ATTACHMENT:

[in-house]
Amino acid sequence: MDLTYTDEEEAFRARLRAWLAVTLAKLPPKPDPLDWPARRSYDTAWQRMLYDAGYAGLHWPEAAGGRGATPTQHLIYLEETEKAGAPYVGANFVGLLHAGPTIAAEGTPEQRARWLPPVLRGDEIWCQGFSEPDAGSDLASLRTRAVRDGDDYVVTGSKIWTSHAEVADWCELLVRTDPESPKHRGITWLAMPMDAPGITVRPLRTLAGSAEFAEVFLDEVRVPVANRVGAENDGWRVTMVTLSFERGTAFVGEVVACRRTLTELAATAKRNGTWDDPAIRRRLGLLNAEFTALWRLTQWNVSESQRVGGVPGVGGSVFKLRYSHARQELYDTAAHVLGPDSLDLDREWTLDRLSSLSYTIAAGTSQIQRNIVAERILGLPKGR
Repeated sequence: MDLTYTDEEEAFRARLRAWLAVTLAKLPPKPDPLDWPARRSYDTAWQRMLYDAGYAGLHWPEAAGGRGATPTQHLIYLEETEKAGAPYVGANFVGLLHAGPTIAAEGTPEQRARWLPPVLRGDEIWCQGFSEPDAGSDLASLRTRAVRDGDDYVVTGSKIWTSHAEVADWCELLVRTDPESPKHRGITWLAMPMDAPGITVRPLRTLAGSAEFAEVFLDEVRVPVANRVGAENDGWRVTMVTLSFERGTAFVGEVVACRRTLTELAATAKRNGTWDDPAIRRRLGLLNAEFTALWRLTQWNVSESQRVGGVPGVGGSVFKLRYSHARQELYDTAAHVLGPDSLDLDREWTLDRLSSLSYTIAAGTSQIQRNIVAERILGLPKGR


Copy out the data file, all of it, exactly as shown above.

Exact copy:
[in-house]
Amino acid sequence: MDLTYTDEEEAFRARLRAWLAVTLAKLPPKPDPLDWPARRSYDTAWQRMLYDAGYAGLHWPEAAGGRGATPTQHLIYLEETEKAGAPYVGANFVGLLHAGPTIAAEGTPEQRARWLPPVLRGDEIWCQGFSEPDAGSDLASLRTRAVRDGDDYVVTGSKIWTSHAEVADWCELLVRTDPESPKHRGITWLAMPMDAPGITVRPLRTLAGSAEFAEVFLDEVRVPVANRVGAENDGWRVTMVTLSFERGTAFVGEVVACRRTLTELAATAKRNGTWDDPAIRRRLGLLNAEFTALWRLTQWNVSESQRVGGVPGVGGSVFKLRYSHARQELYDTAAHVLGPDSLDLDREWTLDRLSSLSYTIAAGTSQIQRNIVAERILGLPKGR
Repeated sequence: MDLTYTDEEEAFRARLRAWLAVTLAKLPPKPDPLDWPARRSYDTAWQRMLYDAGYAGLHWPEAAGGRGATPTQHLIYLEETEKAGAPYVGANFVGLLHAGPTIAAEGTPEQRARWLPPVLRGDEIWCQGFSEPDAGSDLASLRTRAVRDGDDYVVTGSKIWTSHAEVADWCELLVRTDPESPKHRGITWLAMPMDAPGITVRPLRTLAGSAEFAEVFLDEVRVPVANRVGAENDGWRVTMVTLSFERGTAFVGEVVACRRTLTELAATAKRNGTWDDPAIRRRLGLLNAEFTALWRLTQWNVSESQRVGGVPGVGGSVFKLRYSHARQELYDTAAHVLGPDSLDLDREWTLDRLSSLSYTIAAGTSQIQRNIVAERILGLPKGR